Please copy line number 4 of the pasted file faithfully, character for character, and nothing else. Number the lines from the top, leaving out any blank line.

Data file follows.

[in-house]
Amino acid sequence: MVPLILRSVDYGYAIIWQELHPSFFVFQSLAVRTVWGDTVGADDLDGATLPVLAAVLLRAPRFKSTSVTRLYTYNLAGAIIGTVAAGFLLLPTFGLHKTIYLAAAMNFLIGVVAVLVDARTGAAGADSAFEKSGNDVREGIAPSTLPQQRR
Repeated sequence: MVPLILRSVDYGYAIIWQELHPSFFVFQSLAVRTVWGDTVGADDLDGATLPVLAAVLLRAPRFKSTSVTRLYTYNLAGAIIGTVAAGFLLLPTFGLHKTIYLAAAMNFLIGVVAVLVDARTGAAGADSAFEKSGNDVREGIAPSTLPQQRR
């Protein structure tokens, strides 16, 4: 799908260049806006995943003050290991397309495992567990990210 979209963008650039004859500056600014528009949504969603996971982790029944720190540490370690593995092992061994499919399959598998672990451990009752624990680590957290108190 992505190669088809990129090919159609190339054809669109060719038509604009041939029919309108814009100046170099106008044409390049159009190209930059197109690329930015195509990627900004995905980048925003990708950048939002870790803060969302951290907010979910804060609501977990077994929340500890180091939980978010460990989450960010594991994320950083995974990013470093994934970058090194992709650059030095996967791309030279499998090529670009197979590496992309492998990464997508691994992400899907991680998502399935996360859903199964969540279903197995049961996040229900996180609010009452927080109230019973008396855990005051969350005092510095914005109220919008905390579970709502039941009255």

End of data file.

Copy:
């Protein structure tokens, strides 16, 4: 799908260049806006995943003050290991397309495992567990990210 979209963008650039004859500056600014528009949504969603996971982790029944720190540490370690593995092992061994499919399959598998672990451990009752624990680590957290108190 992505190669088809990129090919159609190339054809669109060719038509604009041939029919309108814009100046170099106008044409390049159009190209930059197109690329930015195509990627900004995905980048925003990708950048939002870790803060969302951290907010979910804060609501977990077994929340500890180091939980978010460990989450960010594991994320950083995974990013470093994934970058090194992709650059030095996967791309030279499998090529670009197979590496992309492998990464997508691994992400899907991680998502399935996360859903199964969540279903197995049961996040229900996180609010009452927080109230019973008396855990005051969350005092510095914005109220919008905390579970709502039941009255």